Beamdog exec claims Nintendo platforms are not helpful to external developers
Canada indie studio Beamdog wrestled with Nintendo’s certification process for nine months on a single game, a director at the company has said.
Beamdog executive Trent Oster said the whole experience, which was allegedly marred by other problems, had burnt bridges between the two companies.
“We don't do Nintendo development,” Oster said in a message on Twitter.
“Our previous experience with Nintendo was enough to ensure there will not be another.”
Oster then proceeded to detail other flaws he believes Nintendo is guilty of, such as developers “requiring 6,000 unit sales before payment”.
He also criticised Nintendo’s alleged 40MB file size limit.
It appears that Oster’s opinion was drawn from his studio’s work on the Wii edition of MDK2 HD.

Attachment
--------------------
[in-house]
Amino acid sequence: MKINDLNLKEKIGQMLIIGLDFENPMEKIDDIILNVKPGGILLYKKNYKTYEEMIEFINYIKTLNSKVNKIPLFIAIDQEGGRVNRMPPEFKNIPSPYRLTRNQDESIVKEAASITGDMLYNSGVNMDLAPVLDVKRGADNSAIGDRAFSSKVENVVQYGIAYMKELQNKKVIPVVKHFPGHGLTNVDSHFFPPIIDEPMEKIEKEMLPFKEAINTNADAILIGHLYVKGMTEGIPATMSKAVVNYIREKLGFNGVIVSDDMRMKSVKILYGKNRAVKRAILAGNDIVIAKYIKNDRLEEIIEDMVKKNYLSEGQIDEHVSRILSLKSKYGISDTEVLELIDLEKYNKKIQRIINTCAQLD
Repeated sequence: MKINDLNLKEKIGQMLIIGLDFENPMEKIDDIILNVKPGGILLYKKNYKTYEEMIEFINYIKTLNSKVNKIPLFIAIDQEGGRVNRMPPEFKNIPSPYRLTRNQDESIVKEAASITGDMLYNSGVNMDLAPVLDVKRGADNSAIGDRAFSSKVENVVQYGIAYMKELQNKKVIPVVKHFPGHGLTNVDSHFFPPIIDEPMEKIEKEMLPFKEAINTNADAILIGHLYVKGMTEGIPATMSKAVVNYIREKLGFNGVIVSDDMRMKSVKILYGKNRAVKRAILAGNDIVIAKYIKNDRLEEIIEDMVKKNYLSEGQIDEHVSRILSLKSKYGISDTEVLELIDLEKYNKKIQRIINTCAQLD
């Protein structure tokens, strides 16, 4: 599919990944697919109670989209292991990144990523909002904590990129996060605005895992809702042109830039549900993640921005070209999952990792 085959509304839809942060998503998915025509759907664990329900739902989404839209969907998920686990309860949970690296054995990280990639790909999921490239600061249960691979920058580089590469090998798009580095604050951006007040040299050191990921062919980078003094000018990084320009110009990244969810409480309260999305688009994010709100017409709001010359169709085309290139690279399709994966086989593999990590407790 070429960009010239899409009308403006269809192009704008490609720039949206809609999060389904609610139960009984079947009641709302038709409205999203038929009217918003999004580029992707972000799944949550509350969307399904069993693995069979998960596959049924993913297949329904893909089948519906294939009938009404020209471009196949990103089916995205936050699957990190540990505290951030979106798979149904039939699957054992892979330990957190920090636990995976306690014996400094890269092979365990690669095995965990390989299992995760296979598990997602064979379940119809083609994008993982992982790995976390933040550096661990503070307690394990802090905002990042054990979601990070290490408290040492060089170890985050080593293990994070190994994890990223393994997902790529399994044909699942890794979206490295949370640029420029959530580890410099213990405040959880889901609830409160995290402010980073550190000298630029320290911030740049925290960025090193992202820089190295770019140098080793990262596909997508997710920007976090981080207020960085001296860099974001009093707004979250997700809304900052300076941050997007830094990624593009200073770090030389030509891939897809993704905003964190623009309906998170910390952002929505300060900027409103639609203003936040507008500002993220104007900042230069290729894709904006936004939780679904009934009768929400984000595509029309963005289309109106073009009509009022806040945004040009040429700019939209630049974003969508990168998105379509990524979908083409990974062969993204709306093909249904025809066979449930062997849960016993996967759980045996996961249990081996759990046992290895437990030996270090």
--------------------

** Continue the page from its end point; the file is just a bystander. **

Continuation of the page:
Nintendo itself has admitted that the performance of WiiWare has not been entirely satisfactory. It now claims the Wii U will rectify previous issues.
Last year it emerged that the developers of the WiiWare edition of Lilt Line would not receive any money unless sales doubled – again due to the arbitrary minimum sales threshold.
Months earlier, the duo behind the indie breakthrough Super Meat Boy cancelled a planned WiiWare version of the game due to Nintendo’s file-size limits.
Oster today said on his Twitter feed that such problems lead to the belief that “Nintendo isn't a good platform for developers. The Wii is a toy, not a console. The reason I say the Wii is a toy is the exceptionally low attach rate. You buy a Wii, Wii Sports and never buy another game. Bad for devs.”
He went on to praise other platforms and games released by the company.